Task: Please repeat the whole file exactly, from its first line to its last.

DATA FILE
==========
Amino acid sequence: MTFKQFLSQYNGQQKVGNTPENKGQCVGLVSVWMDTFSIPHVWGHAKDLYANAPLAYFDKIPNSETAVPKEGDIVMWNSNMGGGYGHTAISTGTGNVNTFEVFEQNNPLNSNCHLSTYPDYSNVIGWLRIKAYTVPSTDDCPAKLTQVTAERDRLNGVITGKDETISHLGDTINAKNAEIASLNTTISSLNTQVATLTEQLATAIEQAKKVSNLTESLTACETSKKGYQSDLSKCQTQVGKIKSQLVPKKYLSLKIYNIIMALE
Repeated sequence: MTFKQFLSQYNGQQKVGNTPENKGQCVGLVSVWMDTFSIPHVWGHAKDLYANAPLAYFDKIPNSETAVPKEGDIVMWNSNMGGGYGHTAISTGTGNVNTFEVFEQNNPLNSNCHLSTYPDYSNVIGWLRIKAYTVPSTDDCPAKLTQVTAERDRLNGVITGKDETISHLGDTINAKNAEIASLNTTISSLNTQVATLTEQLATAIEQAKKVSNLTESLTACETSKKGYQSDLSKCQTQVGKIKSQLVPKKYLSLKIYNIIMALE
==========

Amino acid sequence: MTFKQFLSQYNGQQKVGNTPENKGQCVGLVSVWMDTFSIPHVWGHAKDLYANAPLAYFDKIPNSETAVPKEGDIVMWNSNMGGGYGHTAISTGTGNVNTFEVFEQNNPLNSNCHLSTYPDYSNVIGWLRIKAYTVPSTDDCPAKLTQVTAERDRLNGVITGKDETISHLGDTINAKNAEIASLNTTISSLNTQVATLTEQLATAIEQAKKVSNLTESLTACETSKKGYQSDLSKCQTQVGKIKSQLVPKKYLSLKIYNIIMALE
Repeated sequence: MTFKQFLSQYNGQQKVGNTPENKGQCVGLVSVWMDTFSIPHVWGHAKDLYANAPLAYFDKIPNSETAVPKEGDIVMWNSNMGGGYGHTAISTGTGNVNTFEVFEQNNPLNSNCHLSTYPDYSNVIGWLRIKAYTVPSTDDCPAKLTQVTAERDRLNGVITGKDETISHLGDTINAKNAEIASLNTTISSLNTQVATLTEQLATAIEQAKKVSNLTESLTACETSKKGYQSDLSKCQTQVGKIKSQLVPKKYLSLKIYNIIMALE